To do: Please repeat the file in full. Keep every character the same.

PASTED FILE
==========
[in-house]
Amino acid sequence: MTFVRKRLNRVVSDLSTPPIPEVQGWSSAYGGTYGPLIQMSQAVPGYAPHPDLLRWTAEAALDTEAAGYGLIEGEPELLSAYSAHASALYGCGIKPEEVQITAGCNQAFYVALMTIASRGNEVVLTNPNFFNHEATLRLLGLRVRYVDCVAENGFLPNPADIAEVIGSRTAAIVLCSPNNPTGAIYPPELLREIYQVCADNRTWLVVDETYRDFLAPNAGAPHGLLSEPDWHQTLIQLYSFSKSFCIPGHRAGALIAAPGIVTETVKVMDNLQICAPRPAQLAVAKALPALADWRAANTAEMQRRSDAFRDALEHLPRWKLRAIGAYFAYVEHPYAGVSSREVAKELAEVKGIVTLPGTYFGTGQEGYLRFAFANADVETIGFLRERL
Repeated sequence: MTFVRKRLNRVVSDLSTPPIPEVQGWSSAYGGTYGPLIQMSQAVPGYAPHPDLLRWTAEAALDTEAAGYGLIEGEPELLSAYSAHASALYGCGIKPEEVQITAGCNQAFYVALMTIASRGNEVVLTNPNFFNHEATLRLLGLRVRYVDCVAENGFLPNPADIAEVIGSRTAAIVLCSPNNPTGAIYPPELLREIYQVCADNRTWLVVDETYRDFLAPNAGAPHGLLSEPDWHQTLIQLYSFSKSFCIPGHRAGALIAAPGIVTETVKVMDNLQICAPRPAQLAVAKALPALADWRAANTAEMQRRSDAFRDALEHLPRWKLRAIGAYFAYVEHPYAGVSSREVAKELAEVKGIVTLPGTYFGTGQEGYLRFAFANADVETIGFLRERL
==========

[in-house]
Amino acid sequence: MTFVRKRLNRVVSDLSTPPIPEVQGWSSAYGGTYGPLIQMSQAVPGYAPHPDLLRWTAEAALDTEAAGYGLIEGEPELLSAYSAHASALYGCGIKPEEVQITAGCNQAFYVALMTIASRGNEVVLTNPNFFNHEATLRLLGLRVRYVDCVAENGFLPNPADIAEVIGSRTAAIVLCSPNNPTGAIYPPELLREIYQVCADNRTWLVVDETYRDFLAPNAGAPHGLLSEPDWHQTLIQLYSFSKSFCIPGHRAGALIAAPGIVTETVKVMDNLQICAPRPAQLAVAKALPALADWRAANTAEMQRRSDAFRDALEHLPRWKLRAIGAYFAYVEHPYAGVSSREVAKELAEVKGIVTLPGTYFGTGQEGYLRFAFANADVETIGFLRERL
Repeated sequence: MTFVRKRLNRVVSDLSTPPIPEVQGWSSAYGGTYGPLIQMSQAVPGYAPHPDLLRWTAEAALDTEAAGYGLIEGEPELLSAYSAHASALYGCGIKPEEVQITAGCNQAFYVALMTIASRGNEVVLTNPNFFNHEATLRLLGLRVRYVDCVAENGFLPNPADIAEVIGSRTAAIVLCSPNNPTGAIYPPELLREIYQVCADNRTWLVVDETYRDFLAPNAGAPHGLLSEPDWHQTLIQLYSFSKSFCIPGHRAGALIAAPGIVTETVKVMDNLQICAPRPAQLAVAKALPALADWRAANTAEMQRRSDAFRDALEHLPRWKLRAIGAYFAYVEHPYAGVSSREVAKELAEVKGIVTLPGTYFGTGQEGYLRFAFANADVETIGFLRERL